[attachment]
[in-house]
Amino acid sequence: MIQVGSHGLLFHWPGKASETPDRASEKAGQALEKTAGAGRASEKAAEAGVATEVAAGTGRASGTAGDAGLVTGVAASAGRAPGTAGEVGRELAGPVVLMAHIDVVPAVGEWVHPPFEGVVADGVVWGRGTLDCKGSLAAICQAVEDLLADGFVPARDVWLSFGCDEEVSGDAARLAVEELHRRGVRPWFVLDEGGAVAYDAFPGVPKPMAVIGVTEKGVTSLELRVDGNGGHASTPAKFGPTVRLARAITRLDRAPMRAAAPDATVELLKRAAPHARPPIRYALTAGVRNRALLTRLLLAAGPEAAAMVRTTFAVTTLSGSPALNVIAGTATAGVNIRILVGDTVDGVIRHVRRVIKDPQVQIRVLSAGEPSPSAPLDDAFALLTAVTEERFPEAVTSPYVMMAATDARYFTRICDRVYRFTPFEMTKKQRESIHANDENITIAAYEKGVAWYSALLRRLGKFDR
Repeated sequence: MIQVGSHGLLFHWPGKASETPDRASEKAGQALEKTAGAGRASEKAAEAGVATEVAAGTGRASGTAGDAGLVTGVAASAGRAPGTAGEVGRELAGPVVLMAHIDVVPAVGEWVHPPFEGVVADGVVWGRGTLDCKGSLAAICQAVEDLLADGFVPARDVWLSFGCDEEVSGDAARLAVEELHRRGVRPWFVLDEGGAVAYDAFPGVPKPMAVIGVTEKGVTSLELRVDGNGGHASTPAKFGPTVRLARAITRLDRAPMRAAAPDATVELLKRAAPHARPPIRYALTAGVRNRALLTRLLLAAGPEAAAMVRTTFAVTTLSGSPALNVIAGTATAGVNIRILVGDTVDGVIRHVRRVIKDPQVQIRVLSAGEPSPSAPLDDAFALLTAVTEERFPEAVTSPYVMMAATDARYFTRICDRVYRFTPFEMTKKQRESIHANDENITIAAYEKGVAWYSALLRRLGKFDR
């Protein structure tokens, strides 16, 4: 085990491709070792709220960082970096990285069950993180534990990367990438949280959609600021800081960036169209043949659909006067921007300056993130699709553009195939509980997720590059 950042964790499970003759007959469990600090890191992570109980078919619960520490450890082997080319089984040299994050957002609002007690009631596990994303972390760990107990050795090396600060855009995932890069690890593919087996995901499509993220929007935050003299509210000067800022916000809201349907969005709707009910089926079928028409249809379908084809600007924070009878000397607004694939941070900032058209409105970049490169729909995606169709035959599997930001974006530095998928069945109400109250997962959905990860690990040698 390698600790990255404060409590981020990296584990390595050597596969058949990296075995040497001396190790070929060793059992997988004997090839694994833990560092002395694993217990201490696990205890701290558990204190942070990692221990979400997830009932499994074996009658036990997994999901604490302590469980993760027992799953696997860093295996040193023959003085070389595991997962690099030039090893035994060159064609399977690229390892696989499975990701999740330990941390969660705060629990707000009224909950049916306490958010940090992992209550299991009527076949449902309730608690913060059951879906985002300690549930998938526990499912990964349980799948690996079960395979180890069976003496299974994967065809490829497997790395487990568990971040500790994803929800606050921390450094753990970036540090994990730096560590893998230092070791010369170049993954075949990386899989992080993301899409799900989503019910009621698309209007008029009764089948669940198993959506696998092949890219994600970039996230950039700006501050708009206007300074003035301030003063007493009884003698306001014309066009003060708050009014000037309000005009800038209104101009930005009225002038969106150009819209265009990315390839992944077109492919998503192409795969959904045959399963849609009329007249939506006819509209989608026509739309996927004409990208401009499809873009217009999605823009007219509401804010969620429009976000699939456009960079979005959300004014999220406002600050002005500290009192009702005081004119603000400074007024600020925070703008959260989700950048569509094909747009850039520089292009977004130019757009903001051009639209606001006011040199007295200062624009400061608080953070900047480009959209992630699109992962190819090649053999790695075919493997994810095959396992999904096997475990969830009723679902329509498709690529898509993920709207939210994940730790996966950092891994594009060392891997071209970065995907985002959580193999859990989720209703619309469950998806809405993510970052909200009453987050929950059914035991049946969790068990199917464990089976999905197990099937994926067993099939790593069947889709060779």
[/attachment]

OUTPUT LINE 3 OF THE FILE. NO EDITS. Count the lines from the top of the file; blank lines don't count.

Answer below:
Repeated sequence: MIQVGSHGLLFHWPGKASETPDRASEKAGQALEKTAGAGRASEKAAEAGVATEVAAGTGRASGTAGDAGLVTGVAASAGRAPGTAGEVGRELAGPVVLMAHIDVVPAVGEWVHPPFEGVVADGVVWGRGTLDCKGSLAAICQAVEDLLADGFVPARDVWLSFGCDEEVSGDAARLAVEELHRRGVRPWFVLDEGGAVAYDAFPGVPKPMAVIGVTEKGVTSLELRVDGNGGHASTPAKFGPTVRLARAITRLDRAPMRAAAPDATVELLKRAAPHARPPIRYALTAGVRNRALLTRLLLAAGPEAAAMVRTTFAVTTLSGSPALNVIAGTATAGVNIRILVGDTVDGVIRHVRRVIKDPQVQIRVLSAGEPSPSAPLDDAFALLTAVTEERFPEAVTSPYVMMAATDARYFTRICDRVYRFTPFEMTKKQRESIHANDENITIAAYEKGVAWYSALLRRLGKFDR